It’s also vital for bone health, immune function, and mental health.
Sunlight is the best natural source of Vitamin D, so I try to get at least 15-20 minutes of sensible exposure daily. It’s also a great mood booster!
7. Working on Increasing My VO2 Max
Your VO2 Max is a measure of how effectively your body can use oxygen during exercise — and the higher it is, the better.
Having a high VO2 Max doesn’t just mean you’ve got great cardiovascular fitness, it’s also been linked to a reduced risk of mortality and longer lifespan.
The best way to increase your VO2 Max is through vigorous activity that pushes your heart rate to its upper limits — think: running, cycling, and high-intensity interval training.
The good news is, you can see benefits from relatively short workouts (the recommended length varies between 10-40 minutes).
Most trainers suggest that even just one of these vigorous sessions per week can lead to major benefits. (So you’re free to stack the rest of your week with medium and lower intensity workouts if you wish!)
8. Focusing on Nutritionally Dense Foods
My diet centers around real, whole foods that are rich in nutrients, with plants front and centre.
A typical day consists of fruits and veggies, whole grains, high quality proteins, and healthy fats like avocado and olive oil.
These foods provide the vitamins, minerals and antioxidants my body needs to function at its best.
Hot tip: My personal aim is to eat an abundance of plants — at least 30 different types of plants per week. If you’re interested in hearing more about this way of eating (and the crucial role that plants and fiber play in creating peak health), check out my podcast episode with Dr Will Bulsiewicz (a.k.a. Dr B).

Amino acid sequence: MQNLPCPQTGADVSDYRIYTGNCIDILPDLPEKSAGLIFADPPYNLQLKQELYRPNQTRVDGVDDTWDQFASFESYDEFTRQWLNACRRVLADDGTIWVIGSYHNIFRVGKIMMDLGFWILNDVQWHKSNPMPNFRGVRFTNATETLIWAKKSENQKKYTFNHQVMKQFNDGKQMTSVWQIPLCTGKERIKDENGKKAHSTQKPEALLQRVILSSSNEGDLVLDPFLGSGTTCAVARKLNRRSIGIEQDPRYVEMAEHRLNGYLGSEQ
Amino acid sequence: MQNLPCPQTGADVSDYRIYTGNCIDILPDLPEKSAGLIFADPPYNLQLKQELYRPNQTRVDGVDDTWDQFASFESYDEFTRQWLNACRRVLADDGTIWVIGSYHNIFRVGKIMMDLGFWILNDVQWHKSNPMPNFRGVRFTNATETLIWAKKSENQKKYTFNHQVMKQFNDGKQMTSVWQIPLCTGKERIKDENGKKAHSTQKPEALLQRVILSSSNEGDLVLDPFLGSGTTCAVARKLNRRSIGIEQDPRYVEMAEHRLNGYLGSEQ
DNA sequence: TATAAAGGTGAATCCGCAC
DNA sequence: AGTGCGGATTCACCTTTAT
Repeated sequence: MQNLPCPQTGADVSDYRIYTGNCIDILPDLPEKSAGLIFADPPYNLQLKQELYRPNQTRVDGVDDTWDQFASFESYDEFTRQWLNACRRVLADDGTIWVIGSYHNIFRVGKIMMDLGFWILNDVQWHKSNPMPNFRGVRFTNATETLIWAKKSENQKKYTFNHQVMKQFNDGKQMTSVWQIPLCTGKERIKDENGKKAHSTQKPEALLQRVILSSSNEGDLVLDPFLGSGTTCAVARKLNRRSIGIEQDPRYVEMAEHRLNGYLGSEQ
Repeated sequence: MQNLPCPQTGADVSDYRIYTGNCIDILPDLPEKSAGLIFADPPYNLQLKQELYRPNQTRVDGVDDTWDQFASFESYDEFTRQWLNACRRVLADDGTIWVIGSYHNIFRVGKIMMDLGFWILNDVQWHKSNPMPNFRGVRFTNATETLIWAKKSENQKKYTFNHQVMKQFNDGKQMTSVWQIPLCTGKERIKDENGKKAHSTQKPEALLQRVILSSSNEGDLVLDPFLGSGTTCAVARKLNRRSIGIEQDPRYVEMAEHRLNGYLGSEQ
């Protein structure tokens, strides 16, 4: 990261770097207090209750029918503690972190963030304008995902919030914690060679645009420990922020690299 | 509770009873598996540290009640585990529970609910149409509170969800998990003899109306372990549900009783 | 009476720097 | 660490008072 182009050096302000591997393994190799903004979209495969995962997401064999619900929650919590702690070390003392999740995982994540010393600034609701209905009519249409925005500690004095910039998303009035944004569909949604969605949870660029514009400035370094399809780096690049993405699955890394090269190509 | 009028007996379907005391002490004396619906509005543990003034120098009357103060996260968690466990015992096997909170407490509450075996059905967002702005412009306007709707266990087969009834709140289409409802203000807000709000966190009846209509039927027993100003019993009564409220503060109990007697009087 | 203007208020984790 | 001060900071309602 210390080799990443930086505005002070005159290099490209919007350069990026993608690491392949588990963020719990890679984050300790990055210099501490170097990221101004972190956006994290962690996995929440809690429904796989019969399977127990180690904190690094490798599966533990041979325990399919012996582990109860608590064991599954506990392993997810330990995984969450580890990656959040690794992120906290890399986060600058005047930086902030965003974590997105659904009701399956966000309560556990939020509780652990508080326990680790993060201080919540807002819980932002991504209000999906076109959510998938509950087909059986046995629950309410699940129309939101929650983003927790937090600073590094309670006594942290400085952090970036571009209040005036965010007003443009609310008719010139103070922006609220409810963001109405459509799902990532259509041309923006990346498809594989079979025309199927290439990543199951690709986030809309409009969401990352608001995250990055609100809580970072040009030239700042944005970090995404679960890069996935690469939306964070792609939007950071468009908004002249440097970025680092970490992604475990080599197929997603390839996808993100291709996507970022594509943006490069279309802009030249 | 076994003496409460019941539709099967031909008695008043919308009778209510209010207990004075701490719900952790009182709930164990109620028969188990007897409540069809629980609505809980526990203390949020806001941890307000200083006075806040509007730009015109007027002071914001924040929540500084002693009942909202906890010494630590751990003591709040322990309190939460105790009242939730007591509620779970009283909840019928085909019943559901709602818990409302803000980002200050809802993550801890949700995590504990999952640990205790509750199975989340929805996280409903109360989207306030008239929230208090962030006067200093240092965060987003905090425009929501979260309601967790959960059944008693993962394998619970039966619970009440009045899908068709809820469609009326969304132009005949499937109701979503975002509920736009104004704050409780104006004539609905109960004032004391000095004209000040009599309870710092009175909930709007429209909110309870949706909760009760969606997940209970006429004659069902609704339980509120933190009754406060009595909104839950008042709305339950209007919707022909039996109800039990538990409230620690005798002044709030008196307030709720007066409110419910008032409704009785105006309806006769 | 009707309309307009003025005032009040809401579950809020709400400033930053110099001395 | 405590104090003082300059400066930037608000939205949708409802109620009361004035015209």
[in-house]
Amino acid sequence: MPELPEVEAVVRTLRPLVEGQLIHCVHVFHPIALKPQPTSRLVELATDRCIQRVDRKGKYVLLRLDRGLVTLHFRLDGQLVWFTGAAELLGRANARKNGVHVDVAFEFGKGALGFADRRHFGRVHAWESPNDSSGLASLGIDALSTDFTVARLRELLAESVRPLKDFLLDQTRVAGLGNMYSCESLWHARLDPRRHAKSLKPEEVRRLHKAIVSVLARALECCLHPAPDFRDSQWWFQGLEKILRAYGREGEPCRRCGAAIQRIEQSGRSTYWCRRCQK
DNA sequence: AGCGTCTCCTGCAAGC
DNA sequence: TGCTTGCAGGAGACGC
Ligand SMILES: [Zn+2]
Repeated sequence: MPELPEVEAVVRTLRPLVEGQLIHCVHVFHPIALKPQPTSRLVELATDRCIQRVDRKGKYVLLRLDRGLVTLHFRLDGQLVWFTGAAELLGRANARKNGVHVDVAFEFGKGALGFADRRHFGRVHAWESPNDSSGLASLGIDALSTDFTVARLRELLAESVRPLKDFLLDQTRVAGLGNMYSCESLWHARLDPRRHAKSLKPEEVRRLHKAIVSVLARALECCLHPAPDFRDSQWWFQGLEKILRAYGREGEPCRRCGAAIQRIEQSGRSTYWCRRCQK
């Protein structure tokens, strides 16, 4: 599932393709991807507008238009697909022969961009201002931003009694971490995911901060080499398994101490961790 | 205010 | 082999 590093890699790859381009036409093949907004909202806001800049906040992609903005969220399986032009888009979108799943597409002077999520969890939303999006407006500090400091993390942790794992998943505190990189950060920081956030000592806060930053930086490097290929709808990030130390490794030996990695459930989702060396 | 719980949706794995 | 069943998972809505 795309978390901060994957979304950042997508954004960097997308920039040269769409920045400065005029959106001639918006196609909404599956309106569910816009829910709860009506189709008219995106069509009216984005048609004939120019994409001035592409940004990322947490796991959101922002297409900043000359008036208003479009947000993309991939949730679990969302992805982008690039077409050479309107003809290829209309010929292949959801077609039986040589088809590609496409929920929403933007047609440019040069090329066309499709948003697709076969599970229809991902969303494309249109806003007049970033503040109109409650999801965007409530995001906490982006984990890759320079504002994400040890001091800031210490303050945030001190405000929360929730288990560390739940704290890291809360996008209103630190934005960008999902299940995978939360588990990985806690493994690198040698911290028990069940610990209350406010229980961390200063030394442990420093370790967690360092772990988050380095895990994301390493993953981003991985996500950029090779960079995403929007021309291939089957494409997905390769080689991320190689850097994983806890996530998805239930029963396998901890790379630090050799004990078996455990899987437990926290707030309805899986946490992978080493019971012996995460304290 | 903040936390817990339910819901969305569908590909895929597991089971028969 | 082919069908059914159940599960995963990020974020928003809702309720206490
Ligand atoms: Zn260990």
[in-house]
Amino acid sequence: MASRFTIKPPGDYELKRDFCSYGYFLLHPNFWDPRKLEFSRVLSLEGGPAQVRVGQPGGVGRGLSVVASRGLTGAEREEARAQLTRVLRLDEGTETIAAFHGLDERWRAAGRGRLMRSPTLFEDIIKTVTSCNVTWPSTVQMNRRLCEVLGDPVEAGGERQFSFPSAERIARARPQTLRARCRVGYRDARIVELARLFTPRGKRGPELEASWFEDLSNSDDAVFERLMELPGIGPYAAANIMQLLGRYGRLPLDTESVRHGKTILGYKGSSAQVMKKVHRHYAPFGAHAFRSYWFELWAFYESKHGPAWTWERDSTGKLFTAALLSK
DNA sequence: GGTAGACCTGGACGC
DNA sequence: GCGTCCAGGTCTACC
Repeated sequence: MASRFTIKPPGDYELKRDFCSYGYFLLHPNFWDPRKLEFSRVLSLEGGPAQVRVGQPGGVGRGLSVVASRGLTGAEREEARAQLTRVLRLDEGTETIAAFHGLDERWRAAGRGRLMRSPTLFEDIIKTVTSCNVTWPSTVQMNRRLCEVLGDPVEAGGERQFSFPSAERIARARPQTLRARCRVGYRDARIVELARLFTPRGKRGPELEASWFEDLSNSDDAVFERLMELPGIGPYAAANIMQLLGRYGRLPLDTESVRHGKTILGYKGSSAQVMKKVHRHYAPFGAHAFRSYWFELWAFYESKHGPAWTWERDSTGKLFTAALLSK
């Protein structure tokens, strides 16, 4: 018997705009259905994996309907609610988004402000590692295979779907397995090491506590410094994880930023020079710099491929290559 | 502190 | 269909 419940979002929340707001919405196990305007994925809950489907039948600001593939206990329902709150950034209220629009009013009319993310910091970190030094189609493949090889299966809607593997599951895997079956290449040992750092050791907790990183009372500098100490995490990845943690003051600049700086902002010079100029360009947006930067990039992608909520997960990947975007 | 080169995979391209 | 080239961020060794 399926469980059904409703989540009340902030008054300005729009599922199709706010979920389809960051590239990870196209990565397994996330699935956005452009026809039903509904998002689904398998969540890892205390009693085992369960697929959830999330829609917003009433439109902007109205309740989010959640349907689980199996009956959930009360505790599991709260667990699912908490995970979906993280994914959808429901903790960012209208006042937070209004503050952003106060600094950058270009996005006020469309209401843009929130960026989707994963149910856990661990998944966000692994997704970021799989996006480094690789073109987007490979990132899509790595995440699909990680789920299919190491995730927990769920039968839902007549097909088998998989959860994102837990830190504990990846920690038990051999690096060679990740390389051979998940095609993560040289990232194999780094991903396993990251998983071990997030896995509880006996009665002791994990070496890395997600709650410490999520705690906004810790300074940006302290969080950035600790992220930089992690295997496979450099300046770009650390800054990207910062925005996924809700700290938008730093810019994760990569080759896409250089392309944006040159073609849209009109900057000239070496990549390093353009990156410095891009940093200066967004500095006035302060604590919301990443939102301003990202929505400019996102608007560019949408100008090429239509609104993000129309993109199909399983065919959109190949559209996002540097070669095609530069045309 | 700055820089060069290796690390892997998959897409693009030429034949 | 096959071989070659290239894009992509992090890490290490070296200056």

9. Building Strong Relationships
Strong connections with family and friends aren’t just fulfilling; they’re actually good for your health. They help combat loneliness, reduce stress, and have been linked to increased lifespan.
I LOVE investing time and energy into nurturing these relationships. It’s amazing that while we’re hanging out and having fun, we’re also doing our future selves a favor at the same time!
10. Living My Purpose: Ikigai
Ikigai is a Japanese concept that means “a reason for being.” It’s about finding joy, fulfillment, and balance in the daily routines of life.
And yep, you guessed it: finding and following your ikigai is linked to having a longer and healthier life.
For me, I feel wildly grateful that my work is my ikigai. I absolutely LOVE what I do, and it’s incredible to know that my work isn’t just rewarding me financially, but mentally and emotionally too.
Of course, your ikigai is not just limited to work. You might find a sense of purpose through a hobby, a philanthropic cause, creative pursuits, spirituality or any number of things.
The key is to figure out what floats your boat, then to infuse as much of it into your life as possible.
Hot tip: Doing work you love is one of the greatest longevity hacks ever, because you literally get to embrace your ikigai every single day. If you’re an online business owner, and you want your business to be wildly fulfilling on every level (including financially), then come check out this game-changing FREE training that can help you turn your passion and purpose into profits.
And there you have it – my complete game-plan for aging with health, happiness, and no regrets.
So, what steps are you taking today for your centenarian self?
Remember, it’s not about one-off gestures; it’s about committing to the small, steady habits that compound over a lifetime.
So, here’s to a future where you’re not merely older and wiser, but are living bolder, shining brighter, and overflowing with health and vitality…
Here’s to you, Beautiful! ✨
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Til next time, sending so much love,